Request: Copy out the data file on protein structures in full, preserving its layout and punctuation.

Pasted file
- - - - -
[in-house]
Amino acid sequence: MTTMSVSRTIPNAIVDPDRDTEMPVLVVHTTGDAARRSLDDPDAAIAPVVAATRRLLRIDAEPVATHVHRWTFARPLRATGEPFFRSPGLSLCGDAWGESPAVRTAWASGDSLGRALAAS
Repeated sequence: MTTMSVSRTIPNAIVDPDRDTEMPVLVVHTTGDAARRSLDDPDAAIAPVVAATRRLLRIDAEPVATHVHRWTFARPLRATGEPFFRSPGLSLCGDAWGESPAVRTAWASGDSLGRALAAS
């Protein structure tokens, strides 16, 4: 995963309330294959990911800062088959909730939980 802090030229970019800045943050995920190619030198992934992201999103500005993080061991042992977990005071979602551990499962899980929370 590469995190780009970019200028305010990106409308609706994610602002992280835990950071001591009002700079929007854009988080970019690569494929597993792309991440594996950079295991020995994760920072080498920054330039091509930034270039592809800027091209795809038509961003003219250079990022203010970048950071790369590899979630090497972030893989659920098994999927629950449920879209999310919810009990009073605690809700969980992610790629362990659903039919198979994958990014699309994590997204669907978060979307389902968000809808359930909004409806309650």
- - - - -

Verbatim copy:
[in-house]
Amino acid sequence: MTTMSVSRTIPNAIVDPDRDTEMPVLVVHTTGDAARRSLDDPDAAIAPVVAATRRLLRIDAEPVATHVHRWTFARPLRATGEPFFRSPGLSLCGDAWGESPAVRTAWASGDSLGRALAAS
Repeated sequence: MTTMSVSRTIPNAIVDPDRDTEMPVLVVHTTGDAARRSLDDPDAAIAPVVAATRRLLRIDAEPVATHVHRWTFARPLRATGEPFFRSPGLSLCGDAWGESPAVRTAWASGDSLGRALAAS
């Protein structure tokens, strides 16, 4: 995963309330294959990911800062088959909730939980 802090030229970019800045943050995920190619030198992934992201999103500005993080061991042992977990005071979602551990499962899980929370 590469995190780009970019200028305010990106409308609706994610602002992280835990950071001591009002700079929007854009988080970019690569494929597993792309991440594996950079295991020995994760920072080498920054330039091509930034270039592809800027091209795809038509961003003219250079990022203010970048950071790369590899979630090497972030893989659920098994999927629950449920879209999310919810009990009073605690809700969980992610790629362990659903039919198979994958990014699309994590997204669907978060979307389902968000809808359930909004409806309650």